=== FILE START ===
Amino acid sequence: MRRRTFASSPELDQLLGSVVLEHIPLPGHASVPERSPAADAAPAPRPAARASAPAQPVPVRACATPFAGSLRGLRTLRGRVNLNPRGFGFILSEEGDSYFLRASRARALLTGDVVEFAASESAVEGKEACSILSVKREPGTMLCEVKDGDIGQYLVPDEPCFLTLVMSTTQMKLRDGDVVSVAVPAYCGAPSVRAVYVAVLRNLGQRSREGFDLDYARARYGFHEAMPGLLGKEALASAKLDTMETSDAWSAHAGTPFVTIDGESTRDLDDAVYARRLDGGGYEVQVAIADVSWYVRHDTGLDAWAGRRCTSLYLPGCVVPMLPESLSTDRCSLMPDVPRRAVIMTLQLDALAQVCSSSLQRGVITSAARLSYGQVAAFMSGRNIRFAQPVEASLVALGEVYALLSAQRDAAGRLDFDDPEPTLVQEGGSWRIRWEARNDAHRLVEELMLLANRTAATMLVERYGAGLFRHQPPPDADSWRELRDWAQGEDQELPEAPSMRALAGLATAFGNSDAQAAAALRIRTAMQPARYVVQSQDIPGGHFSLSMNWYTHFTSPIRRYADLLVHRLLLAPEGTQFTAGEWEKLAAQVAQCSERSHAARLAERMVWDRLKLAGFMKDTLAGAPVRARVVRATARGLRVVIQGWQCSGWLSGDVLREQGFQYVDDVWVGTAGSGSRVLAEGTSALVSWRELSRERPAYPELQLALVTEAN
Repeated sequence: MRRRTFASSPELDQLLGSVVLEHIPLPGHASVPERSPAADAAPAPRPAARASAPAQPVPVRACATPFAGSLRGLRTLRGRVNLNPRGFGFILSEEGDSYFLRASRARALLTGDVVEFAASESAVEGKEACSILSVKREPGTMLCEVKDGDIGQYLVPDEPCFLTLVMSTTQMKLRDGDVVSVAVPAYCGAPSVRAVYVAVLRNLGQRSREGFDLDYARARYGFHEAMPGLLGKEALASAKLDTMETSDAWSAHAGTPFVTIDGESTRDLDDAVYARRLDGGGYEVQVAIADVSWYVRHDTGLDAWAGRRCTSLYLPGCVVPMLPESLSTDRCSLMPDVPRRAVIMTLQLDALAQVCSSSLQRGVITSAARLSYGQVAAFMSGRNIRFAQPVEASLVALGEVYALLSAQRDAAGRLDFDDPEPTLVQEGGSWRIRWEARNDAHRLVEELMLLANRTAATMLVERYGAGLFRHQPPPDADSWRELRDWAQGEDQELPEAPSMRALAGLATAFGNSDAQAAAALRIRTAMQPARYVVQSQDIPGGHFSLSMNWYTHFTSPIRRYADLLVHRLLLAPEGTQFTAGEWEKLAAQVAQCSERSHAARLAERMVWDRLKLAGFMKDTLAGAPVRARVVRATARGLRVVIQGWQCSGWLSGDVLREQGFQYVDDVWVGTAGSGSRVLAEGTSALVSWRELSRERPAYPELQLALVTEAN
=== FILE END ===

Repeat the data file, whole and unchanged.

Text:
Amino acid sequence: MRRRTFASSPELDQLLGSVVLEHIPLPGHASVPERSPAADAAPAPRPAARASAPAQPVPVRACATPFAGSLRGLRTLRGRVNLNPRGFGFILSEEGDSYFLRASRARALLTGDVVEFAASESAVEGKEACSILSVKREPGTMLCEVKDGDIGQYLVPDEPCFLTLVMSTTQMKLRDGDVVSVAVPAYCGAPSVRAVYVAVLRNLGQRSREGFDLDYARARYGFHEAMPGLLGKEALASAKLDTMETSDAWSAHAGTPFVTIDGESTRDLDDAVYARRLDGGGYEVQVAIADVSWYVRHDTGLDAWAGRRCTSLYLPGCVVPMLPESLSTDRCSLMPDVPRRAVIMTLQLDALAQVCSSSLQRGVITSAARLSYGQVAAFMSGRNIRFAQPVEASLVALGEVYALLSAQRDAAGRLDFDDPEPTLVQEGGSWRIRWEARNDAHRLVEELMLLANRTAATMLVERYGAGLFRHQPPPDADSWRELRDWAQGEDQELPEAPSMRALAGLATAFGNSDAQAAAALRIRTAMQPARYVVQSQDIPGGHFSLSMNWYTHFTSPIRRYADLLVHRLLLAPEGTQFTAGEWEKLAAQVAQCSERSHAARLAERMVWDRLKLAGFMKDTLAGAPVRARVVRATARGLRVVIQGWQCSGWLSGDVLREQGFQYVDDVWVGTAGSGSRVLAEGTSALVSWRELSRERPAYPELQLALVTEAN
Repeated sequence: MRRRTFASSPELDQLLGSVVLEHIPLPGHASVPERSPAADAAPAPRPAARASAPAQPVPVRACATPFAGSLRGLRTLRGRVNLNPRGFGFILSEEGDSYFLRASRARALLTGDVVEFAASESAVEGKEACSILSVKREPGTMLCEVKDGDIGQYLVPDEPCFLTLVMSTTQMKLRDGDVVSVAVPAYCGAPSVRAVYVAVLRNLGQRSREGFDLDYARARYGFHEAMPGLLGKEALASAKLDTMETSDAWSAHAGTPFVTIDGESTRDLDDAVYARRLDGGGYEVQVAIADVSWYVRHDTGLDAWAGRRCTSLYLPGCVVPMLPESLSTDRCSLMPDVPRRAVIMTLQLDALAQVCSSSLQRGVITSAARLSYGQVAAFMSGRNIRFAQPVEASLVALGEVYALLSAQRDAAGRLDFDDPEPTLVQEGGSWRIRWEARNDAHRLVEELMLLANRTAATMLVERYGAGLFRHQPPPDADSWRELRDWAQGEDQELPEAPSMRALAGLATAFGNSDAQAAAALRIRTAMQPARYVVQSQDIPGGHFSLSMNWYTHFTSPIRRYADLLVHRLLLAPEGTQFTAGEWEKLAAQVAQCSERSHAARLAERMVWDRLKLAGFMKDTLAGAPVRARVVRATARGLRVVIQGWQCSGWLSGDVLREQGFQYVDDVWVGTAGSGSRVLAEGTSALVSWRELSRERPAYPELQLALVTEAN